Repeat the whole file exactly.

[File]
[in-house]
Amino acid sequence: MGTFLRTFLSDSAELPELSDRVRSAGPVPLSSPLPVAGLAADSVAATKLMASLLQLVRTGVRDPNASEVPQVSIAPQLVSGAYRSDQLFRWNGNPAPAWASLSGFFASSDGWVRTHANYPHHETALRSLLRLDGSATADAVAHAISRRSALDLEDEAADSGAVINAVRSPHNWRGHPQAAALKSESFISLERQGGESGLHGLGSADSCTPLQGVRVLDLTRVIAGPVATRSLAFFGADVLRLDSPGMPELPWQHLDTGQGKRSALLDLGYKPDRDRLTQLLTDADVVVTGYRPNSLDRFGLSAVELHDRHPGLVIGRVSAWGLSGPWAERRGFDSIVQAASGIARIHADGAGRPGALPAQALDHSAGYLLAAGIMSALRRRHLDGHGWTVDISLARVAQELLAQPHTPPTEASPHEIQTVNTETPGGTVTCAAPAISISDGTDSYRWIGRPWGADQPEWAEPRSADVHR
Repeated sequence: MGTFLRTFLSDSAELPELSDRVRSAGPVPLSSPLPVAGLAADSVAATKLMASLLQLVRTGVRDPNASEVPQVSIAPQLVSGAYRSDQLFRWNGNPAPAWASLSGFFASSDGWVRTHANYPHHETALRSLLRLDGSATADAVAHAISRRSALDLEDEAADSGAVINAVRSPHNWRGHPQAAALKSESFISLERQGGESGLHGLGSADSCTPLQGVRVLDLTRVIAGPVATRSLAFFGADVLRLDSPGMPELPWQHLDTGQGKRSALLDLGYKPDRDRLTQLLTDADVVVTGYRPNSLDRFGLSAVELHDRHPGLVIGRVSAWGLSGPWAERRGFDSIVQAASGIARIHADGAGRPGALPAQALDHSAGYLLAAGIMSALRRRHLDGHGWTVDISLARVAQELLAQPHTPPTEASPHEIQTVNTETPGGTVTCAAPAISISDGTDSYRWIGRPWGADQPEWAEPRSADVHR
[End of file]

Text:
[in-house]
Amino acid sequence: MGTFLRTFLSDSAELPELSDRVRSAGPVPLSSPLPVAGLAADSVAATKLMASLLQLVRTGVRDPNASEVPQVSIAPQLVSGAYRSDQLFRWNGNPAPAWASLSGFFASSDGWVRTHANYPHHETALRSLLRLDGSATADAVAHAISRRSALDLEDEAADSGAVINAVRSPHNWRGHPQAAALKSESFISLERQGGESGLHGLGSADSCTPLQGVRVLDLTRVIAGPVATRSLAFFGADVLRLDSPGMPELPWQHLDTGQGKRSALLDLGYKPDRDRLTQLLTDADVVVTGYRPNSLDRFGLSAVELHDRHPGLVIGRVSAWGLSGPWAERRGFDSIVQAASGIARIHADGAGRPGALPAQALDHSAGYLLAAGIMSALRRRHLDGHGWTVDISLARVAQELLAQPHTPPTEASPHEIQTVNTETPGGTVTCAAPAISISDGTDSYRWIGRPWGADQPEWAEPRSADVHR
Repeated sequence: MGTFLRTFLSDSAELPELSDRVRSAGPVPLSSPLPVAGLAADSVAATKLMASLLQLVRTGVRDPNASEVPQVSIAPQLVSGAYRSDQLFRWNGNPAPAWASLSGFFASSDGWVRTHANYPHHETALRSLLRLDGSATADAVAHAISRRSALDLEDEAADSGAVINAVRSPHNWRGHPQAAALKSESFISLERQGGESGLHGLGSADSCTPLQGVRVLDLTRVIAGPVATRSLAFFGADVLRLDSPGMPELPWQHLDTGQGKRSALLDLGYKPDRDRLTQLLTDADVVVTGYRPNSLDRFGLSAVELHDRHPGLVIGRVSAWGLSGPWAERRGFDSIVQAASGIARIHADGAGRPGALPAQALDHSAGYLLAAGIMSALRRRHLDGHGWTVDISLARVAQELLAQPHTPPTEASPHEIQTVNTETPGGTVTCAAPAISISDGTDSYRWIGRPWGADQPEWAEPRSADVHR